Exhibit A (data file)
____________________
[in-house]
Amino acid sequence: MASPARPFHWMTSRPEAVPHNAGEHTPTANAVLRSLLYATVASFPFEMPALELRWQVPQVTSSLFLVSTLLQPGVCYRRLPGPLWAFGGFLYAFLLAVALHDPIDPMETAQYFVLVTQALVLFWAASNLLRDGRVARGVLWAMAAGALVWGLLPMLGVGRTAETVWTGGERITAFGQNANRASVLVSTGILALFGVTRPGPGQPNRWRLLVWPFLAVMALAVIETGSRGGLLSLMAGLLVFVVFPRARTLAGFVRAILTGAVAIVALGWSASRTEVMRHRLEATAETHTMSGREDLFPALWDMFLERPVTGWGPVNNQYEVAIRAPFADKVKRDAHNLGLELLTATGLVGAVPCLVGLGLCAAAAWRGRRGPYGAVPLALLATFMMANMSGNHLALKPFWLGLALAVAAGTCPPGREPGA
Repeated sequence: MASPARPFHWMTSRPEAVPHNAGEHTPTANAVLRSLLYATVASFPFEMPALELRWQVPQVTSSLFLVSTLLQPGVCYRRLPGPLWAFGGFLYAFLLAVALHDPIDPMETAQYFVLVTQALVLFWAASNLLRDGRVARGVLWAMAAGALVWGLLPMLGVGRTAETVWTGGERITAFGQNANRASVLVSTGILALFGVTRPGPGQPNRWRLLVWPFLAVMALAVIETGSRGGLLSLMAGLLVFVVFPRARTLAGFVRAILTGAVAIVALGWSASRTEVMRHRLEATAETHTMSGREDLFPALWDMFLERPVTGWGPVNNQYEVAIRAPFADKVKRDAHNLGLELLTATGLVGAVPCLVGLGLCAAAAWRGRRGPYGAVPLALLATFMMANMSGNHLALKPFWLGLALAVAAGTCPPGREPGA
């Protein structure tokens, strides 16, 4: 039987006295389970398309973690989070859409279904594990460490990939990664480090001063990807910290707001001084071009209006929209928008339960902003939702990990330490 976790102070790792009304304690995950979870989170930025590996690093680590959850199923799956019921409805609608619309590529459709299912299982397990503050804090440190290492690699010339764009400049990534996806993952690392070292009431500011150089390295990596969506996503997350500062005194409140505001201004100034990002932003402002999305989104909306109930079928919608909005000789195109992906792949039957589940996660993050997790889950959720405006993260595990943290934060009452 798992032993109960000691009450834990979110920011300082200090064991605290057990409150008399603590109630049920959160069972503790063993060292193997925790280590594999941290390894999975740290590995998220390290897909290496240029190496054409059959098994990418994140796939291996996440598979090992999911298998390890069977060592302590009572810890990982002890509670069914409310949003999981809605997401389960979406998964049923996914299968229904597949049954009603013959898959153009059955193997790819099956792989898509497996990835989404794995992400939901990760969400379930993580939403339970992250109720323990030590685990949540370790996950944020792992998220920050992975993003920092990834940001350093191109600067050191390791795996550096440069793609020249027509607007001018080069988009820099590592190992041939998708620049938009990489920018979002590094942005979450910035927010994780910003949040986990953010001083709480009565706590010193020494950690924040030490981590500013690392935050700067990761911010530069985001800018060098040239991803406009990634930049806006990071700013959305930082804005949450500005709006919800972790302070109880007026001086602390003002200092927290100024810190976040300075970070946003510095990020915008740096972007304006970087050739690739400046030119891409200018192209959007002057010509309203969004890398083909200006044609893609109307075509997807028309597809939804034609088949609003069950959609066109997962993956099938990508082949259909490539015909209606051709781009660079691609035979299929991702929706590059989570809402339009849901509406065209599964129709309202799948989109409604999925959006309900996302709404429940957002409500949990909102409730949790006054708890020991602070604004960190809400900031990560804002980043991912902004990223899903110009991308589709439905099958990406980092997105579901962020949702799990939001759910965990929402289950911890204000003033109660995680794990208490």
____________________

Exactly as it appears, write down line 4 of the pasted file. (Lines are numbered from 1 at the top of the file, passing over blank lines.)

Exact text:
């Protein structure tokens, strides 16, 4: 039987006295389970398309973690989070859409279904594990460490990939990664480090001063990807910290707001001084071009209006929209928008339960902003939702990990330490 976790102070790792009304304690995950979870989170930025590996690093680590959850199923799956019921409805609608619309590529459709299912299982397990503050804090440190290492690699010339764009400049990534996806993952690392070292009431500011150089390295990596969506996503997350500062005194409140505001201004100034990002932003402002999305989104909306109930079928919608909005000789195109992906792949039957589940996660993050997790889950959720405006993260595990943290934060009452 798992032993109960000691009450834990979110920011300082200090064991605290057990409150008399603590109630049920959160069972503790063993060292193997925790280590594999941290390894999975740290590995998220390290897909290496240029190496054409059959098994990418994140796939291996996440598979090992999911298998390890069977060592302590009572810890990982002890509670069914409310949003999981809605997401389960979406998964049923996914299968229904597949049954009603013959898959153009059955193997790819099956792989898509497996990835989404794995992400939901990760969400379930993580939403339970992250109720323990030590685990949540370790996950944020792992998220920050992975993003920092990834940001350093191109600067050191390791795996550096440069793609020249027509607007001018080069988009820099590592190992041939998708620049938009990489920018979002590094942005979450910035927010994780910003949040986990953010001083709480009565706590010193020494950690924040030490981590500013690392935050700067990761911010530069985001800018060098040239991803406009990634930049806006990071700013959305930082804005949450500005709006919800972790302070109880007026001086602390003002200092927290100024810190976040300075970070946003510095990020915008740096972007304006970087050739690739400046030119891409200018192209959007002057010509309203969004890398083909200006044609893609109307075509997807028309597809939804034609088949609003069950959609066109997962993956099938990508082949259909490539015909209606051709781009660079691609035979299929991702929706590059989570809402339009849901509406065209599964129709309202799948989109409604999925959006309900996302709404429940957002409500949990909102409730949790006054708890020991602070604004960190809400900031990560804002980043991912902004990223899903110009991308589709439905099958990406980092997105579901962020949702799990939001759910965990929402289950911890204000003033109660995680794990208490």